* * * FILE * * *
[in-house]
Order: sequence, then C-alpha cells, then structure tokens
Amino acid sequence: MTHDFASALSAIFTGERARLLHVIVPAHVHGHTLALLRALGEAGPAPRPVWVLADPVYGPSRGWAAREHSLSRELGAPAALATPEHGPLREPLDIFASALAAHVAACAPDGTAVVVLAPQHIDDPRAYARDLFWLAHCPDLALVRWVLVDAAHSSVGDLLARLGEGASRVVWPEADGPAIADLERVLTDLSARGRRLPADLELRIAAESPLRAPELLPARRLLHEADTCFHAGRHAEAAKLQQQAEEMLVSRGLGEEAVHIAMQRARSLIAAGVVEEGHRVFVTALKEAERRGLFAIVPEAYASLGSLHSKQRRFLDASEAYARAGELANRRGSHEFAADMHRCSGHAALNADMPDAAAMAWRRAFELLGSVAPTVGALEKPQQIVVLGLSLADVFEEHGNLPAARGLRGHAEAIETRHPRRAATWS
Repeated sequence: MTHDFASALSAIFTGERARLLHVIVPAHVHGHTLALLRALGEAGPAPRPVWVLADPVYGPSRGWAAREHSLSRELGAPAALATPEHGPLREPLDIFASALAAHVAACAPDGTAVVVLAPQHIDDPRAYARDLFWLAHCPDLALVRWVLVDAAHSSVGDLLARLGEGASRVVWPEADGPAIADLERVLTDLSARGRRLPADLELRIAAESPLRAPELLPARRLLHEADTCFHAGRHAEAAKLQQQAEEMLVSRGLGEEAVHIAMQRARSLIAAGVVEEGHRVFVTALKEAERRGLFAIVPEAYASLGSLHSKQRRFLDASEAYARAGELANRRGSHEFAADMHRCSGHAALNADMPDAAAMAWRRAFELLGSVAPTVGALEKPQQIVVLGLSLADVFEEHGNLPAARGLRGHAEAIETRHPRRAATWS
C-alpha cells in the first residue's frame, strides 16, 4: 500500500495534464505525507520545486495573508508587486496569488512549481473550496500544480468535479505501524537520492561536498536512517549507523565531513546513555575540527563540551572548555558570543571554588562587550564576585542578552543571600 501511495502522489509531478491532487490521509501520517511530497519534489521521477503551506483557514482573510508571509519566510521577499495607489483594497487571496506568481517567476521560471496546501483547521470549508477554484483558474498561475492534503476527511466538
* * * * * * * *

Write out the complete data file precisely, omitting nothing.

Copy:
[in-house]
Order: sequence, then C-alpha cells, then structure tokens
Amino acid sequence: MTHDFASALSAIFTGERARLLHVIVPAHVHGHTLALLRALGEAGPAPRPVWVLADPVYGPSRGWAAREHSLSRELGAPAALATPEHGPLREPLDIFASALAAHVAACAPDGTAVVVLAPQHIDDPRAYARDLFWLAHCPDLALVRWVLVDAAHSSVGDLLARLGEGASRVVWPEADGPAIADLERVLTDLSARGRRLPADLELRIAAESPLRAPELLPARRLLHEADTCFHAGRHAEAAKLQQQAEEMLVSRGLGEEAVHIAMQRARSLIAAGVVEEGHRVFVTALKEAERRGLFAIVPEAYASLGSLHSKQRRFLDASEAYARAGELANRRGSHEFAADMHRCSGHAALNADMPDAAAMAWRRAFELLGSVAPTVGALEKPQQIVVLGLSLADVFEEHGNLPAARGLRGHAEAIETRHPRRAATWS
Repeated sequence: MTHDFASALSAIFTGERARLLHVIVPAHVHGHTLALLRALGEAGPAPRPVWVLADPVYGPSRGWAAREHSLSRELGAPAALATPEHGPLREPLDIFASALAAHVAACAPDGTAVVVLAPQHIDDPRAYARDLFWLAHCPDLALVRWVLVDAAHSSVGDLLARLGEGASRVVWPEADGPAIADLERVLTDLSARGRRLPADLELRIAAESPLRAPELLPARRLLHEADTCFHAGRHAEAAKLQQQAEEMLVSRGLGEEAVHIAMQRARSLIAAGVVEEGHRVFVTALKEAERRGLFAIVPEAYASLGSLHSKQRRFLDASEAYARAGELANRRGSHEFAADMHRCSGHAALNADMPDAAAMAWRRAFELLGSVAPTVGALEKPQQIVVLGLSLADVFEEHGNLPAARGLRGHAEAIETRHPRRAATWS
C-alpha cells in the first residue's frame, strides 16, 4: 500500500495534464505525507520545486495573508508587486496569488512549481473550496500544480468535479505501524537520492561536498536512517549507523565531513546513555575540527563540551572548555558570543571554588562587550564576585542578552543571600 501511495502522489509531478491532487490521509501520517511530497519534489521521477503551506483557514482573510508571509519566510521577499495607489483594497487571496506568481517567476521560471496546501483547521470549508477554484483558474498561475492534503476527511466538